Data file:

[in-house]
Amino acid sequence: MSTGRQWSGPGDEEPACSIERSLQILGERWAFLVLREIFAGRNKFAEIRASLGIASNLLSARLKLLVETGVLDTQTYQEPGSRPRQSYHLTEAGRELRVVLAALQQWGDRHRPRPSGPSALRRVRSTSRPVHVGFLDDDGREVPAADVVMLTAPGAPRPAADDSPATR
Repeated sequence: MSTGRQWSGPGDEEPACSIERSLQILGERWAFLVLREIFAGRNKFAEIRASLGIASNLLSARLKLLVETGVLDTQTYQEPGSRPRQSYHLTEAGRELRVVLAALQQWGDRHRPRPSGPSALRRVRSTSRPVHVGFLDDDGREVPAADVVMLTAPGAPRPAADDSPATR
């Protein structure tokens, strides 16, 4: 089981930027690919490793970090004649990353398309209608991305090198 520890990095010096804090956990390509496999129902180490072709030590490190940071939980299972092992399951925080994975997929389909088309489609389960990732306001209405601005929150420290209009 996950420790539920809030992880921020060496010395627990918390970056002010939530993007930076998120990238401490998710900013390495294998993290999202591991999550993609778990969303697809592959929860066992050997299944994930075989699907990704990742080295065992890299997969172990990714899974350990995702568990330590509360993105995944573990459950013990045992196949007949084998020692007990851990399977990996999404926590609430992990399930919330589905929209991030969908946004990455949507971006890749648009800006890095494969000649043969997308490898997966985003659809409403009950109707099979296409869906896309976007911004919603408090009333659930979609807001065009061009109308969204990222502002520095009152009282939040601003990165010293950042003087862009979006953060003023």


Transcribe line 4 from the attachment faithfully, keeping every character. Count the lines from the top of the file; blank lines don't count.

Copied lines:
């Protein structure tokens, strides 16, 4: 089981930027690919490793970090004649990353398309209608991305090198 520890990095010096804090956990390509496999129902180490072709030590490190940071939980299972092992399951925080994975997929389909088309489609389960990732306001209405601005929150420290209009 996950420790539920809030992880921020060496010395627990918390970056002010939530993007930076998120990238401490998710900013390495294998993290999202591991999550993609778990969303697809592959929860066992050997299944994930075989699907990704990742080295065992890299997969172990990714899974350990995702568990330590509360993105995944573990459950013990045992196949007949084998020692007990851990399977990996999404926590609430992990399930919330589905929209991030969908946004990455949507971006890749648009800006890095494969000649043969997308490898997966985003659809409403009950109707099979296409869906896309976007911004919603408090009333659930979609807001065009061009109308969204990222502002520095009152009282939040601003990165010293950042003087862009979006953060003023």